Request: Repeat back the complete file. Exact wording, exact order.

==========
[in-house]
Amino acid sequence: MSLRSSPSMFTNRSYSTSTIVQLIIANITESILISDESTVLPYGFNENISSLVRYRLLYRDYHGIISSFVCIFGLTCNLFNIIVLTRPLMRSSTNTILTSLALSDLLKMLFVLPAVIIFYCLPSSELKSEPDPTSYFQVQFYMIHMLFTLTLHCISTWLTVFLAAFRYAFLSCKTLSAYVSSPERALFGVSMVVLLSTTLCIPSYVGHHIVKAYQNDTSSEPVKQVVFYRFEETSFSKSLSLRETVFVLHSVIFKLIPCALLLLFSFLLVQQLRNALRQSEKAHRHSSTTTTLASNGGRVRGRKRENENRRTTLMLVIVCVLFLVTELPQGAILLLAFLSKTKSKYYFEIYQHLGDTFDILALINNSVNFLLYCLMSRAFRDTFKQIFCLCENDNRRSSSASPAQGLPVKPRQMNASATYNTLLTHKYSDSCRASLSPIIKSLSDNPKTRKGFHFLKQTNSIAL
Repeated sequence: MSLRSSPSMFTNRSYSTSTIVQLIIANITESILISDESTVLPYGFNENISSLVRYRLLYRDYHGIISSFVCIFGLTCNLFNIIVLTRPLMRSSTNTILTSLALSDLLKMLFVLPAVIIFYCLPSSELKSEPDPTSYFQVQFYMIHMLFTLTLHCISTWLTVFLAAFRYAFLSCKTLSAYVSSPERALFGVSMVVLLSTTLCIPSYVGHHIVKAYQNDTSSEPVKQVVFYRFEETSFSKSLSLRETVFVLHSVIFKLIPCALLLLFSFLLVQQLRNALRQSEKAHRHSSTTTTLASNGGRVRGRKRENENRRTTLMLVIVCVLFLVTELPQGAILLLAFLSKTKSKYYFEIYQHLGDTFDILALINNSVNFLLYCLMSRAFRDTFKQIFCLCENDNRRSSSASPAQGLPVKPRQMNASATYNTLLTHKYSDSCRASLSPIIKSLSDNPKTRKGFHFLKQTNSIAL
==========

[in-house]
Amino acid sequence: MSLRSSPSMFTNRSYSTSTIVQLIIANITESILISDESTVLPYGFNENISSLVRYRLLYRDYHGIISSFVCIFGLTCNLFNIIVLTRPLMRSSTNTILTSLALSDLLKMLFVLPAVIIFYCLPSSELKSEPDPTSYFQVQFYMIHMLFTLTLHCISTWLTVFLAAFRYAFLSCKTLSAYVSSPERALFGVSMVVLLSTTLCIPSYVGHHIVKAYQNDTSSEPVKQVVFYRFEETSFSKSLSLRETVFVLHSVIFKLIPCALLLLFSFLLVQQLRNALRQSEKAHRHSSTTTTLASNGGRVRGRKRENENRRTTLMLVIVCVLFLVTELPQGAILLLAFLSKTKSKYYFEIYQHLGDTFDILALINNSVNFLLYCLMSRAFRDTFKQIFCLCENDNRRSSSASPAQGLPVKPRQMNASATYNTLLTHKYSDSCRASLSPIIKSLSDNPKTRKGFHFLKQTNSIAL
Repeated sequence: MSLRSSPSMFTNRSYSTSTIVQLIIANITESILISDESTVLPYGFNENISSLVRYRLLYRDYHGIISSFVCIFGLTCNLFNIIVLTRPLMRSSTNTILTSLALSDLLKMLFVLPAVIIFYCLPSSELKSEPDPTSYFQVQFYMIHMLFTLTLHCISTWLTVFLAAFRYAFLSCKTLSAYVSSPERALFGVSMVVLLSTTLCIPSYVGHHIVKAYQNDTSSEPVKQVVFYRFEETSFSKSLSLRETVFVLHSVIFKLIPCALLLLFSFLLVQQLRNALRQSEKAHRHSSTTTTLASNGGRVRGRKRENENRRTTLMLVIVCVLFLVTELPQGAILLLAFLSKTKSKYYFEIYQHLGDTFDILALINNSVNFLLYCLMSRAFRDTFKQIFCLCENDNRRSSSASPAQGLPVKPRQMNASATYNTLLTHKYSDSCRASLSPIIKSLSDNPKTRKGFHFLKQTNSIAL